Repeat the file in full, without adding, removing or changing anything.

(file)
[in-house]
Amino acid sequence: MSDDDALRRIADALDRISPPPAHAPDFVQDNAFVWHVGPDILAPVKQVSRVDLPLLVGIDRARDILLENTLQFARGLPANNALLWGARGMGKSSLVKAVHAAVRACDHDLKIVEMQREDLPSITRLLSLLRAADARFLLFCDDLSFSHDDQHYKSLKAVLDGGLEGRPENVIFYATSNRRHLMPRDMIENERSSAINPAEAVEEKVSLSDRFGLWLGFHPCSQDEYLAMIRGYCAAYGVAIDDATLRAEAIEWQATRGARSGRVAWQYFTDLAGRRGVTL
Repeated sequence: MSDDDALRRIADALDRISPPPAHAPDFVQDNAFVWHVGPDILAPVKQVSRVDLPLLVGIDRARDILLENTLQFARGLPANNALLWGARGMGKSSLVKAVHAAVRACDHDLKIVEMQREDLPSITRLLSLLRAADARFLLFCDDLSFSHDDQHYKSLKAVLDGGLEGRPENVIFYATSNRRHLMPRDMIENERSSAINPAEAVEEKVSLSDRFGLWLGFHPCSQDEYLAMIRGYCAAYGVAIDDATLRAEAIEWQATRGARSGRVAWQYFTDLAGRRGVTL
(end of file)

[in-house]
Amino acid sequence: MSDDDALRRIADALDRISPPPAHAPDFVQDNAFVWHVGPDILAPVKQVSRVDLPLLVGIDRARDILLENTLQFARGLPANNALLWGARGMGKSSLVKAVHAAVRACDHDLKIVEMQREDLPSITRLLSLLRAADARFLLFCDDLSFSHDDQHYKSLKAVLDGGLEGRPENVIFYATSNRRHLMPRDMIENERSSAINPAEAVEEKVSLSDRFGLWLGFHPCSQDEYLAMIRGYCAAYGVAIDDATLRAEAIEWQATRGARSGRVAWQYFTDLAGRRGVTL
Repeated sequence: MSDDDALRRIADALDRISPPPAHAPDFVQDNAFVWHVGPDILAPVKQVSRVDLPLLVGIDRARDILLENTLQFARGLPANNALLWGARGMGKSSLVKAVHAAVRACDHDLKIVEMQREDLPSITRLLSLLRAADARFLLFCDDLSFSHDDQHYKSLKAVLDGGLEGRPENVIFYATSNRRHLMPRDMIENERSSAINPAEAVEEKVSLSDRFGLWLGFHPCSQDEYLAMIRGYCAAYGVAIDDATLRAEAIEWQATRGARSGRVAWQYFTDLAGRRGVTL